Bristleworms engineer optics – Photon02

Computer and optical communications engineers are now using optical structures to produce faster, more powerful, light-based processors and networks. However, according to Dr Andrew Parker from Oxford University, they are well behind the times as nature has been making these optical structures for at least 515 million years. He and his team are now planning to unravel nature`s manufacturing process and use it to create man-made optical devices.

Speaking at the Photon02 Conference in Cardiff on Wednesday 4 September, Dr Parker will explain how his team discovered that the spine of a type of polychaete worm or bristleworm resembles the structure of photonic crystals, crystalline optical structures that can control and manipulate the path of light.

Bristleworms live on the sea bed. Some, such as the `Sea Mouse` found by the researchers, stand out due to their iridescent spine and hairs. It is this iridescent spinal structure that resembles the photonic crystals that high-tech industries are clamouring for. The bristleworm`s scaley spinal structure consists of an ordered array of holes made in the natural polymer chitin. It is so efficient at routeing light it has prompted Dr Parker`s team to begin investigating exactly how it was made.

The method that nature uses to produce these crystals is called molecular self-assembly. It involves the spontaneous formation of molecules into bonded, well-defined, stable structures. Dr Parker intends to work out exactly which molecules nature uses and the conditions under which they combine together to produce the photonic crystal. He said: “Animals don`t possess big design laboratories. They simply mix together chemicals, pass them through a series of environmental conditions, extrude them through nanopores and macropores, and out comes a perfect photonic crystal. I aim to crack this code of self-assembly.”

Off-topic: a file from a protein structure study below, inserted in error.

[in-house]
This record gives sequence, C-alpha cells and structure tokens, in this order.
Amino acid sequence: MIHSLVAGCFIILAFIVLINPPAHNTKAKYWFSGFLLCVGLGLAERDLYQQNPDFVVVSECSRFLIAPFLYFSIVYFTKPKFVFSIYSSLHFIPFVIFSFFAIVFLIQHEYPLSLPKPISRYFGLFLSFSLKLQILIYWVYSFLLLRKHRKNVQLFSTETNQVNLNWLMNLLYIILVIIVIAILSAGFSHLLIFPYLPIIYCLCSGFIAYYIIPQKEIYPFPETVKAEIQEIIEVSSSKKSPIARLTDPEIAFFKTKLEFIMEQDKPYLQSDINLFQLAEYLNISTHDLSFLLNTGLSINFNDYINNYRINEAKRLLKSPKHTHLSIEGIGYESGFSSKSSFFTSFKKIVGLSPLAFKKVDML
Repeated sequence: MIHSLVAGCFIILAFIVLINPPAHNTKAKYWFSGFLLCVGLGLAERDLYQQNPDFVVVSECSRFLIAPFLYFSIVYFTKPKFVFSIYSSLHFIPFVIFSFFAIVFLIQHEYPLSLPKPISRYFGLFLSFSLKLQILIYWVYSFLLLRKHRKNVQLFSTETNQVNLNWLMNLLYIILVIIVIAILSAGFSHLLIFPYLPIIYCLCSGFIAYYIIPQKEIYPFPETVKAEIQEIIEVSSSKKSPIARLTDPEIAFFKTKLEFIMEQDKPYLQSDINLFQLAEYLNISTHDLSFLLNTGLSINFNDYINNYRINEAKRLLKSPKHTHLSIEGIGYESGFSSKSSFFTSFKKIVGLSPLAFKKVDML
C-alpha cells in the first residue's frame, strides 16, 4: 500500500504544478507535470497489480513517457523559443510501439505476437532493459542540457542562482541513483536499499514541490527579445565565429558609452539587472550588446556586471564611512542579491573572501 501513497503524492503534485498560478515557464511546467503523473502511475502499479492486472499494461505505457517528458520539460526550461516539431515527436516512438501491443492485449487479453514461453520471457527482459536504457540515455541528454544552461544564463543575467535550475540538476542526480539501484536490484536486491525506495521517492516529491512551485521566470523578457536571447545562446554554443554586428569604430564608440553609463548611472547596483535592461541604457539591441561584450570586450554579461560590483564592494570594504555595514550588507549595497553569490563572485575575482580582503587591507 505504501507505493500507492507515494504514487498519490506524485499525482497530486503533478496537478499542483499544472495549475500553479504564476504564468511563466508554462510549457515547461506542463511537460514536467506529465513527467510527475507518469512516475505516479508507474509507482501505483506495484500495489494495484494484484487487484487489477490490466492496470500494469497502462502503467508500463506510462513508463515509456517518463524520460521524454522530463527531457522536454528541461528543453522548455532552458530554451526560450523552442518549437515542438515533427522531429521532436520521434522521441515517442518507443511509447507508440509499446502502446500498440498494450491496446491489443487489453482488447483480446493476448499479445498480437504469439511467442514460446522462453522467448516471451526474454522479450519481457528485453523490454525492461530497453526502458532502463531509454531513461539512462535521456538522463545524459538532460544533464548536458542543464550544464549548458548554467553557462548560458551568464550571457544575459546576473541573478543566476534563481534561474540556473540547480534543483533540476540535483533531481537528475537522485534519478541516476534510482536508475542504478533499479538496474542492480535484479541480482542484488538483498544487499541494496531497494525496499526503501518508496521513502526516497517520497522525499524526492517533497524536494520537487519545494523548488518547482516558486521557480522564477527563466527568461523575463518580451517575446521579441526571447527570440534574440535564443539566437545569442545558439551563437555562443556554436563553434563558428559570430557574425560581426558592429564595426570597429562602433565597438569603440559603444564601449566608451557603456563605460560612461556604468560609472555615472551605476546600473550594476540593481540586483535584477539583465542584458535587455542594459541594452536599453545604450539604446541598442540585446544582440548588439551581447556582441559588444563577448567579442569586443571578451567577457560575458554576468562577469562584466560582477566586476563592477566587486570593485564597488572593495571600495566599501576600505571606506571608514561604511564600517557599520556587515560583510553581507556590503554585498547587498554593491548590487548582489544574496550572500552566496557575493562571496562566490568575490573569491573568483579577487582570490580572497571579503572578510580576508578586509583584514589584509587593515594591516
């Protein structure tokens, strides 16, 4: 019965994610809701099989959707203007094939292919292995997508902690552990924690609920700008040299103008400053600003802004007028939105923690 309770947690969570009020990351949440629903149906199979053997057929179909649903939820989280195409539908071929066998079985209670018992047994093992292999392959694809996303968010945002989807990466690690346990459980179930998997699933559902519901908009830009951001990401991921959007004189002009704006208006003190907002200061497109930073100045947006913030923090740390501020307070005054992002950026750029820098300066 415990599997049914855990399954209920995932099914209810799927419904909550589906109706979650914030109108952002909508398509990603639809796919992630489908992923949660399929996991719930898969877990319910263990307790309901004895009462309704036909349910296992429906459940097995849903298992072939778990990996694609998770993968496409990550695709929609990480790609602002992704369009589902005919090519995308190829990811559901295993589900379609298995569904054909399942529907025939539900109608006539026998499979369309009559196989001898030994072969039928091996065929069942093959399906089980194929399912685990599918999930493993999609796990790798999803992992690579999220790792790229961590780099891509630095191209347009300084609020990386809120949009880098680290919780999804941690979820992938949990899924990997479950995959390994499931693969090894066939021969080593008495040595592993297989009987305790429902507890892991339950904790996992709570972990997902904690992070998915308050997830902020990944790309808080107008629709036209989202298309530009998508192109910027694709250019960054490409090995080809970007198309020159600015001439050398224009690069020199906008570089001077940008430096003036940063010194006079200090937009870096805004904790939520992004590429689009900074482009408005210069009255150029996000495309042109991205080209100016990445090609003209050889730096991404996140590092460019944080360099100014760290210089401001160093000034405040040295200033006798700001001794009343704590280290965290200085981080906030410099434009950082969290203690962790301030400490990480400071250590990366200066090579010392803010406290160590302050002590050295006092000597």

It is not just bristleworms that contain optical structures. According to Dr Parker nature has produced a variety of efficient optical designs through millions of years of evolution. Some such as the reflectors found on butterfly wings are already being used in commercial and defense situations. Dr Parker said: “Animals have a host of clever tricks, such as molecular rulers and counting machinery. They possess a great range of optical devices, from mirrors and anti-reflective structures to fibre optics and photonic crystal fibres. In some cases, the natural designs are novel to physics. Some have even been preserved in fossils, up to 515 million years old.”

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